It's not just the Nike money.
If that were the case, Oklahoma State would have won a couple of national championships by now. Even with all those T. Boone Pickensbucks, the Cowboys haven't won so much as a division title.
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Remember when Oregon paid for that 250-foot high Joey Harrington poster to hang in downtown Manhattan? It was a bold Heisman campaign. It was also hubris, wasteful, guerilla marketing. Except that it worked, if nothing else, because Oregon has backed it up.
The Ducks beat Stanford on Saturday -- mugged is more like it -- and got behind the velvet rope. Their name is suddenly on the A-list. Not so subtly, Oregon just established itself as a national power. You don't get a certificate or a notice in the mail for such a thing. One day it just happens. Saturday was that day.
In the past two decades, Oregon has moved from punch line to power. In the past two years, Oregon has changed coaches and ADs -- and gotten better. It has happened that fast. All the momentum and impressive wins Boise State had logged melted away Sunday when it was jumped for the No. 3 spot in both polls by Oregon. That's the way it seems to work in Eugene. Swiftly, almost furtively. Its run to the Rose Bowl in 2009 was built upon the wreckage of a slumping USC. Future runs will be aided by the Trojans' impending NCAA demise. One dynasty seems destined to end. Is there another on the way with a Disney character as its mascot?
That's not being totally fair to what Oregon has accomplished on its own. In the space of one game, Stanford went from thinking it had taken over the Pac-10 to wondering what hit it. The Cardinal were up 18 on Saturday. It lost by 21. That's a 39-point swing in one game. Oxygen masks should have dropped from the overhead after such a loss of altitude.
It happened that fast.
|Dodd's Power Poll|
|2. Boise State|
|4. Ohio State|
|12. Michigan State|
|15. South Carolina|
|18. NC State|
|23. Kansas State|
Suddenly, Oregon is king, of the Northwest, of the Pac-10, maybe the entire country. The nation's highest-scoring team has napalmed its opponents. Chip Kelly is developing into one of those rock-star coaches. Staffs come to him from around the country to learn the intricacies of his version of the zone read spread option.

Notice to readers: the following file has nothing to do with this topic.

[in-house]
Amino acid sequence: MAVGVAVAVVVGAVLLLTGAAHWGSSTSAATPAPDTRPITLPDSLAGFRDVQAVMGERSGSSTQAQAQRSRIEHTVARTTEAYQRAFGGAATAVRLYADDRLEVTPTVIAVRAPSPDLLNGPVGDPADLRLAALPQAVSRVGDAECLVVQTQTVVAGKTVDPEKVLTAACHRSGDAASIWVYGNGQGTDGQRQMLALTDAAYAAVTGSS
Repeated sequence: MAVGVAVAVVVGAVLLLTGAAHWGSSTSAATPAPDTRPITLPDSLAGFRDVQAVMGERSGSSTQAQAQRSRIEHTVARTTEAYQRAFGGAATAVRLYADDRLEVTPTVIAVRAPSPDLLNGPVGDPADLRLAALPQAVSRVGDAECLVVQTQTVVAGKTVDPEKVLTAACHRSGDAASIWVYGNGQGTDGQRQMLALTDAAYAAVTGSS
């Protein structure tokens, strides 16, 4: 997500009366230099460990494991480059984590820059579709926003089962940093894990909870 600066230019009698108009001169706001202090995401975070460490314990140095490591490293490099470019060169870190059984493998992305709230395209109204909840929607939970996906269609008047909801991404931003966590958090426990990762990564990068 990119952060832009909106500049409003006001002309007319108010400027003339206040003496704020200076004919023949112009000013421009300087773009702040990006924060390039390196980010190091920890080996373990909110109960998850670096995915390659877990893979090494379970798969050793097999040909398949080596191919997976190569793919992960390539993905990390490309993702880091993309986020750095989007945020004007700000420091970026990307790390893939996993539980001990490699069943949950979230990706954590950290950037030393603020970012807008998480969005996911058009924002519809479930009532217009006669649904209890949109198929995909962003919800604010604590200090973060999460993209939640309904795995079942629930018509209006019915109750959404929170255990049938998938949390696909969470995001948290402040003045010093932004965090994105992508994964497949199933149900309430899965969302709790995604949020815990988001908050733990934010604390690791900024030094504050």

After seeing Alabama rout Florida in person and watching Oregon pimp slap Stanford, the national championship game I most want to see most at this point is Ducks-Tide. Think of the clash of cultures. Imagine the meeting of stern, strong coaches who can loosen up and channel Mike Leach now and then. Kelly called for an onside kick to change the momentum when Stanford was rolling. 'Bama receiver Marquis Maze threw a touchdown pass out of the Wildcat on Saturday to Mike Williams.
It's not just the marketing.
Nick Saban makes $4 million a year. Kelly just got extended through 2015 for $20.5 million in guaranteed Nikebucks. One school claims 13 national championships. The other claims a really loud stadium. But they're both big time, which says more for Oregon than Alabama. Sure, it's early but in a week several teams will be halfway through their schedules. It's time to draw some conclusions.
Oregon has arrived in a different and significant way. It is a program. All the Nike money, uniforms and hype have worked because Rich Brooks was the firestarter, coaching Oregon out of the laugh factory. Mike Bellotti, the patriarch, got it to the next level before handing off the program to a former I-AA offensive coordinator (Kelly). It was risky only if you hadn't been paying attention. All those years the money, apparently, had been well spent.
Oregon has to be different because it doesn't have a 100-year history. It even has a quarterback again despite fate's best efforts. Darron Thomas might have been elevated to legend status Saturday, at least to Heisman status. After throwing two first-half interceptions Thomas ended with a career-high 238 yards and three touchdowns to go along with 117 rushing yards. Without him, Oregon would be dead Ducks. Haven't we said that before? Since 2007, Oregon has lost the Heisman favorite to a crippling knee injury (Dennis Dixon), its future with rash of QB injuries (2008) and, finally, its Rose Bowl quarterback (Jeremiah Masoli) to knuckleheadedness. Thomas, a sophomore, then beat out the more experienced Nate Costa to became the deadliest quarterback weapon this side of Denard Robinson.
Amazing. LSU can't buy a quarterback, and in the SEC that means something.
At Oregon they just yell, "Next man up!"
And we haven't even gotten to LaMichael James, and his career-high 257 yards rushing. Stanford wasn't beaten, it was reminded of its place in the universe which is second place, at best, in the Pac-10.
"I think it's going to be hard holding us down," James said.
There were doubts, of course. The Ducks spotted Arizona State and Stanford double-digit leads in consecutive weeks, only to come roaring back. There were doubts, of course, playing the likes of New Mexico and Portland State. But what had No. 1 Alabama done before beating back-to-back top 10 teams? Smacked down San Jose State, Duke and a highly overrated Penn State. Now you have to mention Oregon and 'Bama in the same sentence and imagine them playing in the same league. Both clobbered top 10 teams at home Saturday night.
Oregon is 5-0 for the first time since 2002 and for only the eighth time in its 115-year history. It's hard to remember that during the offseason some thought Kelly was running a work-release program instead of a football program. It hurt Kelly, bothered him, that Masoli and James had stained his and the program's rep.
"That's the great thing about this game," Kelly said Saturday night, "You're going to get challenged a million different ways."
All it took was playing some football. And on Saturday night that put Oregon on the A-list, and behind that velvet rope.